Late Night Excursion

It was eleven o’clock at night, and I was alone in a one-bedroom apartment that wasn’t mine. Shad was a petty officer in the Navy, and to help my fiancé out, he’d offered me a place to crash while we set up a new life here in Oak Harbor.
Shad was out doing something Shad-ish and Dave was out as well. I didn’t feel like sleeping, so I was doing the laundry.
It was a rainy September evening, but the weather had not yet turned cold, and I was charmed. Back in Wyoming the frost came early and stayed late. Here the weather was barely dipping into the fifties in the evenings. It came as close to tropical as I had encountered.
Fumbling with the heavy cloth of Dave’s work overalls, I sorted clothes into a plastic tub to carry to the laundry room. The one-bedroom Shad lived in was nice, but not so nice that it had in-house washers and dryers. The downstairs machines were coin-op, as well, which I had never before encountered. Still, I figured that at this late time, there would be very few people vying for the laundry machines. It didn’t occur to me that there may have been a reason for that.
Armed with my tub, laundry soap, and purpose, I strode out into the night, the path lit by the warm familiarity of sodium lamps. I was careful in my tread. The rain had slicked everything down and the wood was treacherous under my bare feet.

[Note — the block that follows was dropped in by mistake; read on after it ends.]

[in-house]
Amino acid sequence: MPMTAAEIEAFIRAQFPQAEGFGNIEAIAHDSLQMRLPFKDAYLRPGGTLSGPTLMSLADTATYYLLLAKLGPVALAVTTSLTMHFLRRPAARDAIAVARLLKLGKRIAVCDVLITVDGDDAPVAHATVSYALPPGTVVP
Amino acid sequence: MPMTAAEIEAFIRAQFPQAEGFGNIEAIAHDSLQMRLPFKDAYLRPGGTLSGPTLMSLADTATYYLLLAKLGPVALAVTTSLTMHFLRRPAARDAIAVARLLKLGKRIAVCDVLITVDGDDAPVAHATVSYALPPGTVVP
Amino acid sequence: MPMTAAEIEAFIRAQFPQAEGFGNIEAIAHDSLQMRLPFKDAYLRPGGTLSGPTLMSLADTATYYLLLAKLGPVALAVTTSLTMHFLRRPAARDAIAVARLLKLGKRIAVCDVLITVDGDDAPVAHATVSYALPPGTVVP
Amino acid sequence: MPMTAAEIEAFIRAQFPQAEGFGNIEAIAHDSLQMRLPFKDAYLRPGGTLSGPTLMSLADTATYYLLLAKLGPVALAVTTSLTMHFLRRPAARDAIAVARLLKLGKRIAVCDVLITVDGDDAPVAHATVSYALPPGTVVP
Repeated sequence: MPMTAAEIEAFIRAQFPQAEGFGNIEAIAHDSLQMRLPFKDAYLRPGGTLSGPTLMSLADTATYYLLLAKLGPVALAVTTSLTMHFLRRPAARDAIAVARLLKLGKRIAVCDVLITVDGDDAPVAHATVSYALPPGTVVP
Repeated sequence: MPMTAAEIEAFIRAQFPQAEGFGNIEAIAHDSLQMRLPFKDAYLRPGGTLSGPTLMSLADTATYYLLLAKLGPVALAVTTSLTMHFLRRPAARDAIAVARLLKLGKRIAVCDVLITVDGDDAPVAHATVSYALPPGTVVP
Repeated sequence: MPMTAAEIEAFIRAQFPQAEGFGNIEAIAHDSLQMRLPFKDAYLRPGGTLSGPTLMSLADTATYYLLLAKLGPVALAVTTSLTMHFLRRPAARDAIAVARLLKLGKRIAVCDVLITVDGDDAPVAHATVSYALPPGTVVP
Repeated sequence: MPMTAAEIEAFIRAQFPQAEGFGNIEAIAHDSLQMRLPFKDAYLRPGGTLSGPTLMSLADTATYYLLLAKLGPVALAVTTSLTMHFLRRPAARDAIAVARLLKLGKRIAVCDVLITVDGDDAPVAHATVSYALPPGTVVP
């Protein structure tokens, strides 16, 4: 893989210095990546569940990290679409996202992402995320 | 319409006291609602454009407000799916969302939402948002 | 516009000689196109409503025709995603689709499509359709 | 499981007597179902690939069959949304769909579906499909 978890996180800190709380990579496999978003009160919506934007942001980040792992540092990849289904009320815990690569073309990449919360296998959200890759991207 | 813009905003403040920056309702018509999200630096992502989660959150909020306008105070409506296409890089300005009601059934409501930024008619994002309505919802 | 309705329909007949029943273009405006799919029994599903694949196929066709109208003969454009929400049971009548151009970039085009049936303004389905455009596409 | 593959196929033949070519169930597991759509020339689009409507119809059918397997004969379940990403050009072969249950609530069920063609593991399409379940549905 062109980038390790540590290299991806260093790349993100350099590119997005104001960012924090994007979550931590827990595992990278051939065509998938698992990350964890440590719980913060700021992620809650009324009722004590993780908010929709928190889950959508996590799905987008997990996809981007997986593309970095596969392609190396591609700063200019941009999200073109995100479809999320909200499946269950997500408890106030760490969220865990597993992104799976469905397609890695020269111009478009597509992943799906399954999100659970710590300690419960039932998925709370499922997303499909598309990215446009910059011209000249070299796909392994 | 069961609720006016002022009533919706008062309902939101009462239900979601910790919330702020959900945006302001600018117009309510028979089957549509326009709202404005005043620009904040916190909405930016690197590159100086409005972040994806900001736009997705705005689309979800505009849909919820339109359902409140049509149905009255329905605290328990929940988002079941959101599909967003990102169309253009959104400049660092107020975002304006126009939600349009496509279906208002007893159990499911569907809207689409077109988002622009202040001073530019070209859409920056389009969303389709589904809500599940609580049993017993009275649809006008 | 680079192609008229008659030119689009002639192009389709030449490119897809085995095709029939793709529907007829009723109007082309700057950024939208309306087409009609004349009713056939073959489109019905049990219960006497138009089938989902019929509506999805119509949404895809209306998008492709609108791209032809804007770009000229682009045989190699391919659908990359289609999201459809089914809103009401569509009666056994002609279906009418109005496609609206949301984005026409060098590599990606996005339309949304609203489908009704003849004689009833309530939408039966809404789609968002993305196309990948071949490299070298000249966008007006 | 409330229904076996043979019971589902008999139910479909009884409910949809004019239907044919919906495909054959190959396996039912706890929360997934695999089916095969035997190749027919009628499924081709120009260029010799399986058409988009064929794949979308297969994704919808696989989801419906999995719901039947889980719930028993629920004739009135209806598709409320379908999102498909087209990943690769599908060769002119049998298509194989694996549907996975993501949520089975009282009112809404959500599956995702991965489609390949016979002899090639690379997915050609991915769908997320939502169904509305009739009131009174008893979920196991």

I reached the rough rock of the walkway. It wasn’t a configuration I’d seen before – it was made from tiny rocks glued together by some form of concrete, but it left the rocks visible and textured. It wasn’t quite like what I imagined walking on a beach was like, but I hadn’t encountered Washington beaches yet, either. I thought about getting my shoes but it wasn’t a bad texture, and I didn’t want to start over again.
I took a step down from the side walkway to the main one. There was a sudden crunch followed by a slimy squish, under the ball of my foot. I looked down.
Snails, five or six of them, stared in mute horror at the execution of their friend, who dissolved onto the small rocks, his shell cracked like an egg.
I couldn’t force myself to take another step. I didn’t know about snails! My grandmother once told me that there were two things that were the worst to step on. Those that went crunch, and those that went squish.
Snails did both.
Horrified, disgusted, and guilty, I fled back upstairs to the apartment. The laundry could wait.

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